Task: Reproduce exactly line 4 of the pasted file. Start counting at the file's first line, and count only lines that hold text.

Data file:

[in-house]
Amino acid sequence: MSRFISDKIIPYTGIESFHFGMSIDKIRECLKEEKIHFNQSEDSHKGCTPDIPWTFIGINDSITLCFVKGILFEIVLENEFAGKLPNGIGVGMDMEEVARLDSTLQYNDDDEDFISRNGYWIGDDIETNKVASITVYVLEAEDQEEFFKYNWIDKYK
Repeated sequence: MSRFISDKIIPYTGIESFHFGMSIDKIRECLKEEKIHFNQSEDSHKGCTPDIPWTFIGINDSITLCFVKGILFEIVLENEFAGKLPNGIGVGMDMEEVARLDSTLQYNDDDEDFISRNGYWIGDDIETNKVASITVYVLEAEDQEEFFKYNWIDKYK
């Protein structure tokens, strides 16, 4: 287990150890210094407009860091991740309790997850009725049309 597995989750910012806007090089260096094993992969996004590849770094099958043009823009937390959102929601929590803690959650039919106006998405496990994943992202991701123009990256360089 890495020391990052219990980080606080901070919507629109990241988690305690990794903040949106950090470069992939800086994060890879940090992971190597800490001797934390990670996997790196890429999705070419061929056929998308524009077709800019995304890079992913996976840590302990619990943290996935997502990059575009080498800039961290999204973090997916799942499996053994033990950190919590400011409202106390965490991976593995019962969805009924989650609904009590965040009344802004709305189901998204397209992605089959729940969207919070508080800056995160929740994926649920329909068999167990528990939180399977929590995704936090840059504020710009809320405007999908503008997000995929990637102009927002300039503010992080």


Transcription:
């Protein structure tokens, strides 16, 4: 287990150890210094407009860091991740309790997850009725049309 597995989750910012806007090089260096094993992969996004590849770094099958043009823009937390959102929601929590803690959650039919106006998405496990994943992202991701123009990256360089 890495020391990052219990980080606080901070919507629109990241988690305690990794903040949106950090470069992939800086994060890879940090992971190597800490001797934390990670996997790196890429999705070419061929056929998308524009077709800019995304890079992913996976840590302990619990943290996935997502990059575009080498800039961290999204973090997916799942499996053994033990950190919590400011409202106390965490991976593995019962969805009924989650609904009590965040009344802004709305189901998204397209992605089959729940969207919070508080800056995160929740994926649920329909068999167990528990939180399977929590995704936090840059504020710009809320405007999908503008997000995929990637102009927002300039503010992080």